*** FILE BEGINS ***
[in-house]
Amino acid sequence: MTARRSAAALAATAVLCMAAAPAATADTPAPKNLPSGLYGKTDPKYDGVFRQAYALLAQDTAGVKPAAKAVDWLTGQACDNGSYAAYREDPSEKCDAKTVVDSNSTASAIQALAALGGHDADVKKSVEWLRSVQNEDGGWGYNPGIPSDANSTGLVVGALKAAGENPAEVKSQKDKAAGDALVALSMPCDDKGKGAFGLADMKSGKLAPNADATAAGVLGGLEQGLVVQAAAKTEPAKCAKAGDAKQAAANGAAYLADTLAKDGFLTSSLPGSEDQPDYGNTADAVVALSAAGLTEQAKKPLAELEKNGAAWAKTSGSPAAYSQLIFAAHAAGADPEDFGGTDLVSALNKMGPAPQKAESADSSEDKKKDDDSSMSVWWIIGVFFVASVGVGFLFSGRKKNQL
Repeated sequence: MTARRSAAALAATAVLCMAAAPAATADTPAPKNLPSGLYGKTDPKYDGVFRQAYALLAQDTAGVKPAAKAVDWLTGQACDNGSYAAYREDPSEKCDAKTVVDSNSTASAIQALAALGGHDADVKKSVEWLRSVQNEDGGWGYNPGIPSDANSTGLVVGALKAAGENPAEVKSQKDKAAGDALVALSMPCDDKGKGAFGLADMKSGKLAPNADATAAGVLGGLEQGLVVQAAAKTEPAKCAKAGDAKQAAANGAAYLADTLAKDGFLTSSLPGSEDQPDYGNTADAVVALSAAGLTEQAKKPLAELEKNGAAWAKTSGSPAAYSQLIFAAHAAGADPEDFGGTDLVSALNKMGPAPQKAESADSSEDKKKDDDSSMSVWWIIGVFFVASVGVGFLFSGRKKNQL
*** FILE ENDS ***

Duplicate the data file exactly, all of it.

[in-house]
Amino acid sequence: MTARRSAAALAATAVLCMAAAPAATADTPAPKNLPSGLYGKTDPKYDGVFRQAYALLAQDTAGVKPAAKAVDWLTGQACDNGSYAAYREDPSEKCDAKTVVDSNSTASAIQALAALGGHDADVKKSVEWLRSVQNEDGGWGYNPGIPSDANSTGLVVGALKAAGENPAEVKSQKDKAAGDALVALSMPCDDKGKGAFGLADMKSGKLAPNADATAAGVLGGLEQGLVVQAAAKTEPAKCAKAGDAKQAAANGAAYLADTLAKDGFLTSSLPGSEDQPDYGNTADAVVALSAAGLTEQAKKPLAELEKNGAAWAKTSGSPAAYSQLIFAAHAAGADPEDFGGTDLVSALNKMGPAPQKAESADSSEDKKKDDDSSMSVWWIIGVFFVASVGVGFLFSGRKKNQL
Repeated sequence: MTARRSAAALAATAVLCMAAAPAATADTPAPKNLPSGLYGKTDPKYDGVFRQAYALLAQDTAGVKPAAKAVDWLTGQACDNGSYAAYREDPSEKCDAKTVVDSNSTASAIQALAALGGHDADVKKSVEWLRSVQNEDGGWGYNPGIPSDANSTGLVVGALKAAGENPAEVKSQKDKAAGDALVALSMPCDDKGKGAFGLADMKSGKLAPNADATAAGVLGGLEQGLVVQAAAKTEPAKCAKAGDAKQAAANGAAYLADTLAKDGFLTSSLPGSEDQPDYGNTADAVVALSAAGLTEQAKKPLAELEKNGAAWAKTSGSPAAYSQLIFAAHAAGADPEDFGGTDLVSALNKMGPAPQKAESADSSEDKKKDDDSSMSVWWIIGVFFVASVGVGFLFSGRKKNQL